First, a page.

# Sunday, 02 August 2009
I hate SharePoint sometimes. It's powerful, and strong, and free(ish) and does an amazing job. If you just want to install it and use it, there's really nothing to complain about. But it's greatest strength, and my greatest user-upper of swearwords, is that you can program against it. With each release, whatever I swore about last time is magically fixed (RunWithElevatedPrivileges FTW) but a whole pile of new misery sneaks in out of nowhere. (Well, and CAML remains, but I guess we can't do anything about that.) It's usually related to security, but not always, and the thing is that debugging it is always like surgery with oven mitts on.

I had a situation where I wanted to find the item you just added. Took a little searching, but I found it:

query.Query = "<Where><Eq><FieldRef Name='" & list.Fields.Item("Created By").InternalName & _
                "'/><Value Type='User'>" & SPContext.Current.Web.CurrentUser.Name & "</Value></Eq></Where>" & _
            "<OrderBy><FieldRef Name='Created' Ascending='FALSE' /></OrderBy>"
items = list.GetItems(query)
The first entry in items is the thing you most recently added. OK, fine. But we have event receivers on these lists, and they go off asynchronously. That means that right after you saved an item, while the receiver is still processing, the item isn't returned by the query.

Well that made me grumpy but I understood, so I made a loop, and if the first entry in items wasn't recent enough (say, in the last two minutes) I would have a little sleep and then ask again. But no matter how long I waited (even 20 minutes!) this code never would find the item. Oh, there was swearing, you can be sure of that.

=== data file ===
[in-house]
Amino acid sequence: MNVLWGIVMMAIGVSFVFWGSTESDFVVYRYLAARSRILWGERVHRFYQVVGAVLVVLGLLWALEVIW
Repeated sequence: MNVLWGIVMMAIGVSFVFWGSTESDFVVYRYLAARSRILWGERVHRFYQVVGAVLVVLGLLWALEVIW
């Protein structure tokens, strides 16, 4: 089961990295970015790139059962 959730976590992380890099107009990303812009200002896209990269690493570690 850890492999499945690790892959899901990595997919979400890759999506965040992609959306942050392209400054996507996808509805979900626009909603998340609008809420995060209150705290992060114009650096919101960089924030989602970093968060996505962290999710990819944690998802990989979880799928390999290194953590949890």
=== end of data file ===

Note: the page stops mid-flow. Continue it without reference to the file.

I decided that SharePoint must be caching the query results. But searching for things like "SPListItemCollection cache" just got me helpful tips on caching these results myself, some thread safety issues, and the like. For example, this MSDN article says

You might try to increase performance and memory usage by caching SPListItemCollection objects that are returned from queries. In general, this is a good practice; however, the SPListItemCollection object contains an embedded SPWeb object that is not thread safe and should not be cached.

Does that match up well with what I am seeing - always the identical results from this query-in-a-loop even though I know the underlying list has changed while the loop was running? It does not.

Then I found two blog entries by Jeff Crossett: first the complaint, and then the solution. He's right. And when I implemented his hack:

' use a random value in query so we don't get cached.
randomValue = generator.Next(100, 1000000000)
query.Query = "<Where><And><Eq><FieldRef Name='" & list.Fields.Item("Created By").InternalName & _
                "'/><Value Type='User'>" & SPContext.Current.Web.CurrentUser.Name & "</Value></Eq><Neq>" & _
                "<FieldRef Name='Title' /><Value Type='Text'>" & randomValue.ToString & "</Value>" & _
                "</Neq></And></Where>" & _
            "<OrderBy><FieldRef Name='Created' Ascending='FALSE' /></OrderBy>"
items = list.GetItems(query)

We all lived happily ever after. Well, until the next WTF that SharePoint throws my way. I am doing amazing things with this product. My customers would pay more for their software if SharePoint didn't exist. But man, sometimes it is HARD.

Kate

Sunday, 02 August 2009 08:26:35 (Eastern Daylight Time, UTC-04:00)  #    Comments [0]
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